MOSCOW: Russian politicians on Monday downplayed leaks in the Paradise Papers concerning Russian officials and state companies, insisting the deals were legal and not politically motivated.
The head of the foreign affairs committee of the Russian senate, Konstantin Kosachev, charged that the leaks were "stirring emotions and muddled wording," speaking to RIA Novosti state news agency early Monday.
The papers leaked from offshore law firm Appleby reveal that VTB Bank, Russia's second largest bank and now under US sanctions, funded an investment in Twitter.
In addition, a branch of Gazprom energy giant through an offshore company financed an investment vehicle that owned Facebook shares.
Both these deals are linked to Russian billionaire investor Yuri Milner.
Kosachev said the way this was presented in the papers was a "fantastic, phantasmagorical text."
"When it is boiled down, what is described here is standard and legal commercial activity," Kosachev insisted.
He added that "through stirring up emotions and murky wording" the deals are "presented as practically a plot against the foundations of Western democracy."
The findings emerged as part of the Paradise Papers released by the US-based International Consortium of Investigative Journalists (ICIJ), which was behind the Panama Papers made public last year.
- 'This is business' -
Speaking about the VTB and Gazprom deals, the deputy head of the international affairs commmittee of Russia's lower house, Alexei Chepa, told RIA Novosti that "This has nothing to do with politics -- this is business, commerce."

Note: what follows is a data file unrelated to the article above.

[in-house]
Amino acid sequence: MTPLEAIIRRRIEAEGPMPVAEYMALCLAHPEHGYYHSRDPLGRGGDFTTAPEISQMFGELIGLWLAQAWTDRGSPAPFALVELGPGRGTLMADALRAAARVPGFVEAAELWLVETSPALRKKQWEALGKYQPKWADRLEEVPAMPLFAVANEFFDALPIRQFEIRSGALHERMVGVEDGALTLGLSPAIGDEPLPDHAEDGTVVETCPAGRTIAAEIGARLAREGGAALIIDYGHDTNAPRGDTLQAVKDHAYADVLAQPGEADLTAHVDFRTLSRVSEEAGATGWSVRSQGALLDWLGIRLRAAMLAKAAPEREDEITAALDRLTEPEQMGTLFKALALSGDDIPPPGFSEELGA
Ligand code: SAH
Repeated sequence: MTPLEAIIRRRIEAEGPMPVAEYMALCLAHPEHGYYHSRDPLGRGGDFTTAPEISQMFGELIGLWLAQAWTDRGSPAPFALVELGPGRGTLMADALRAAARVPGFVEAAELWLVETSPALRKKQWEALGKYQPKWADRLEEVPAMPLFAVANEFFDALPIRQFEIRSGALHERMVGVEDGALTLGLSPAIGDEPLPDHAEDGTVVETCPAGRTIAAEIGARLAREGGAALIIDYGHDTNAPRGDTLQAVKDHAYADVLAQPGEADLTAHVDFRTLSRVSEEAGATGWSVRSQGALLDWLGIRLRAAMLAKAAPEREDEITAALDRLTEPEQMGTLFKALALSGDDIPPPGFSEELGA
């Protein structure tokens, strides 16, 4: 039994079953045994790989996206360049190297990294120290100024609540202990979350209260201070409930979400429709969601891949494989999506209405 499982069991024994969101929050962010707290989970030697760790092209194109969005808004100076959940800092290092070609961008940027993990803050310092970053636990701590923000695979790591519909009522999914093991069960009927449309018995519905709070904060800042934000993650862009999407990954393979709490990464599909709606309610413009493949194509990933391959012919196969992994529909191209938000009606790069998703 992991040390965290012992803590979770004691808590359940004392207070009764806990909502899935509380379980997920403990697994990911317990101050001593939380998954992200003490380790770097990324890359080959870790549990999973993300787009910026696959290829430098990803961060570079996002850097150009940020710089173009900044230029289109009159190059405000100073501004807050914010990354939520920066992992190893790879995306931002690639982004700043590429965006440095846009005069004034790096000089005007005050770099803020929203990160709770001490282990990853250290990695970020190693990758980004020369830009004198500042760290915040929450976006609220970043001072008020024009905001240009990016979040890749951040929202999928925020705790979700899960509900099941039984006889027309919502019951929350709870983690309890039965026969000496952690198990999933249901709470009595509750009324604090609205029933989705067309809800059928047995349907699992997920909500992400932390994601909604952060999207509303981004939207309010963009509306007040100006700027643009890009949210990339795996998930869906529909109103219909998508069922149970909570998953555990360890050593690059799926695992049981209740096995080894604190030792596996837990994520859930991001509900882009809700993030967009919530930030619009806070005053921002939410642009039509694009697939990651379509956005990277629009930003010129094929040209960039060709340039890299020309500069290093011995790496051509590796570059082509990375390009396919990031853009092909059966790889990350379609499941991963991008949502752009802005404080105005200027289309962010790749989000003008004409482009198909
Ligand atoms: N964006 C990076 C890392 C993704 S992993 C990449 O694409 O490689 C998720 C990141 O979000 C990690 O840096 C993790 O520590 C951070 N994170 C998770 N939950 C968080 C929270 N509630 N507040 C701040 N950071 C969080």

Russian media has not yet obtained any comment from Sibur petrochemicals giant, which is partially owned by Putin's reported son-in-law Kirill Shamalov, over the papers' findings that US Commerce Secretary Wilbur Ross has ties to a shipping firm which has a contract with Sibur.
Shamalov sold most of his stake in Sibur this year and now owns 3.9 percent, Vedomosti business daily reported. Russian Forbes magazine estimated his wealth at $1.3 billion this year.
Russia's opposition newspaper Novaya Gazeta was the only Russian media to take part in analysing the leaked materials. It reported that it looked at 13.4 million documents over the course of a year.
The newspaper said the leaks did not principally concern Russians, saying this was possibly because Appleby, "asked questions about the origins of funds more often" than the company that leaked the Panama Papers, Mossack Fonseca.
"Russia is not even in the top 10 countries whose citizens used Appleby's services," it wrote.
Novaya Gazeta found the names of two current lawmakers in the papers: Alexei Yezubov of the ruling party and Vladimir Blotsky of the Communist Party. Yezubov told RIA Novosti he had "heard nothing" of the leaks.
The former wife of powerful Rosneft chief and Putin ally Igor Sechin, Marina Sechina, also figures. She registered a property investment company in 2012, soon after their divorce.
Sechin's declarations previously showed she had no earnings for several years.
Novaya Gazeta said Appleby was aware of Sechina's significant political ties.